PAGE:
3. Singapore Savings Bonds are principal-guaranteed

There are almost no investment products that can guarantee that you will not lose your principal. Other than Singapore Savings Bonds, the only principal-guaranteed investment product is the Fixed Deposit.

 

4. Singapore Savings Bonds interest rates are linked to long-term Singapore Government Securities rates

There are no Fixed Deposit Accounts that give you more than 1.8% interest. In fact, even a 1.4% interest rate from OCBC is considered a promotional rate and comes with specific terms and conditions. The Singapore Savings Bonds interest rates are reportedly linked to the long-term Singapore Government Securities rates. For a 10 year SGS bond, those have recently been between 2% to 3% per year. Though it’s not exactly clear what the Singapore Savings Bonds rates will be, anything above 1.8% makes them immediately more appealing than a fixed deposit.

 

5. Minimum of $500 to start

Those who want to invest in Singapore Savings Bonds just need to fork out a minimum of $500. Even DBS, the bank with the lowest requirements, need you to produce a minimum of $1,000 to open a Fixed Deposit Account. This means that the Singapore Savings Bonds would be available to more people than even a DBS Fixed Deposit.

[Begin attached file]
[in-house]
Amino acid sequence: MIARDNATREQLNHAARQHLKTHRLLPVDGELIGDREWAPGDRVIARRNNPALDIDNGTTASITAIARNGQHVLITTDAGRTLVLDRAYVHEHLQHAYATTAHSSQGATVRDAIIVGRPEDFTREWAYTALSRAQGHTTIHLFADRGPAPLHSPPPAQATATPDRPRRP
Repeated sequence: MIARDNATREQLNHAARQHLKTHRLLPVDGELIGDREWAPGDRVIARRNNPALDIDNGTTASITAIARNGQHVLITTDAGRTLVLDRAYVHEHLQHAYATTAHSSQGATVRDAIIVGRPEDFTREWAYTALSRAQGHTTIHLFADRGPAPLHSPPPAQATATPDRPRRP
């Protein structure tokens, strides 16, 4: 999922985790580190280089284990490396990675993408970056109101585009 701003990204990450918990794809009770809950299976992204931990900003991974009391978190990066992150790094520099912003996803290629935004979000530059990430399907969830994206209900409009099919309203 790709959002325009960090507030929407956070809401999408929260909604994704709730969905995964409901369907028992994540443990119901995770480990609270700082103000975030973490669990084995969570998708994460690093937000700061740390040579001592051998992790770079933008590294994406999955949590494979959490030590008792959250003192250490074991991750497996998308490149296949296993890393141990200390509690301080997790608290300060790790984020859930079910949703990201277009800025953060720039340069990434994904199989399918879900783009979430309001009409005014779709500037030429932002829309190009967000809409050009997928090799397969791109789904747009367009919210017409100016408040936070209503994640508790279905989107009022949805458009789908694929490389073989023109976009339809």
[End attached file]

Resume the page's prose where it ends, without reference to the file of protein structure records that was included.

Like that… who wants to put money in fixed deposits?

So, it’s clear that banks definitely need to up their game regarding fixed deposits if they want to remain competitive. We’ve come up with three ways they can stay in the race, and discuss how they affect you, the consumer.

 

1. Increase Fixed Deposit interest rates across the board

This is a no brainer. For small amounts, fixed deposit rates can go as low as 0.25% for a year. Say you set aside $5,000 for a year. At 0.25%, you’ll only earn $12.50 a year. That’s about $1 a month. All the Singapore Savings Bonds need to do is to offer even a 0.5% return to automatically be twice as attractive an investment option.

Of course, raising the Fixed Deposit interest rates will have repercussions. DBS offers the Fixed Deposit Home Rate home loan package or FHR. By its name, you may have guessed that it’s pegged to their fixed deposit interest rate. When they launched it, it seemed like a great idea because fixed deposit interest rates were expected to stay low. However, with the introduction of the Singapore Savings Bonds, those of you who have FHR home loans might want to pay close attention.